I've lately gained something of a reputation around the Anime-Planet forums for my outspoken and energetic opposition to lolicon material in general and loli doujin in particular. As such, you can probably imagine my vexation when I lost a high-stakes game of Tetris against fellow reviewer KiraRin and was forced to watch and review Kodomo no Jikan - paragon and shameless champion of loli fanservice. Perhaps you can also imagine my surprise when - against my better judgment and sensibilities - I found myself liking it.
The show centers around the antics of its main character, Rin Kokonoe, a sexually precocious 10-year-old who uses her wits and gender to romantically exploit her homeroom teacher: a premise which did little to allay my fears regarding its content. Equally, the fact that one of the first scenes featured a room of semi-naked pre-pubescents ensured that Kodomo no Jikan and I started out on a sour note. However, apparently having taken lessons from its central protagonist, the series soon had me beguiled with a combination of intelligence, wit and unexpected audacity.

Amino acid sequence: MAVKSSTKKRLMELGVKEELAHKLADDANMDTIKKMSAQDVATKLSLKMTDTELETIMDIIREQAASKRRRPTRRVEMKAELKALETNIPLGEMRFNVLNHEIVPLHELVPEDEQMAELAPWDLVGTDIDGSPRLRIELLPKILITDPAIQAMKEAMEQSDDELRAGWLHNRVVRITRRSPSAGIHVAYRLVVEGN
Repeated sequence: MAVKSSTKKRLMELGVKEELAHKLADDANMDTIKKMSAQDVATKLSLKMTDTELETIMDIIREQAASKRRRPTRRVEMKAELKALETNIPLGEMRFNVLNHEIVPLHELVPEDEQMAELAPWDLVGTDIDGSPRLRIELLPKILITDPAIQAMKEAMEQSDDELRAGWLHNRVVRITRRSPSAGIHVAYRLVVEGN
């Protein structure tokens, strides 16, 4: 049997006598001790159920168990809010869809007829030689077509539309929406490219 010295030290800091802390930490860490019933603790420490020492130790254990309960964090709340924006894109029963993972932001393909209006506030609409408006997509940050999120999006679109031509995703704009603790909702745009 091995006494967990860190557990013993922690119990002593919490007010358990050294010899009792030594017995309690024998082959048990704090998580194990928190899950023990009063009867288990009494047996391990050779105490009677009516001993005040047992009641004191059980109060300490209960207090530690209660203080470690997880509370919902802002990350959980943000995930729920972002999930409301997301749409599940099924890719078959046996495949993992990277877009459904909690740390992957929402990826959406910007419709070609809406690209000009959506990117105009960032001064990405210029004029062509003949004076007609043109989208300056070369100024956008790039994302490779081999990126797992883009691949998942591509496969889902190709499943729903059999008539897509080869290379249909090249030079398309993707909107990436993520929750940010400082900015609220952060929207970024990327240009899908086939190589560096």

Although things start off predictably, with fistfuls of fanservice, ecchi humour and envelope-pushing, Kodomo no Jikan doesn't take too long to show its true colours as a well-crafted, frequently moving tale, which juggles taboos and tragedies with commendable sensitivity and even-handedness. On its central theme of child sexuality, for example, although it is not as provocative as other works on the subject such as the novel Lolita, the anime nevertheless poses interesting and pointed questions, which should at least give the viewer pause for thought. As it requires - and even presupposes - the knowledge and passive acceptance of sexualised minors which come from being ingrained in the otaku culture, in addition to some serious suspension of disbelief, Kodomo no Jikan will not open closed minds, nor will it challenge hardened opinions. What it will do, however, is give the average viewer the means and the motive to seriously mull the issue over in their head. For that reason alone, it may be worth a look.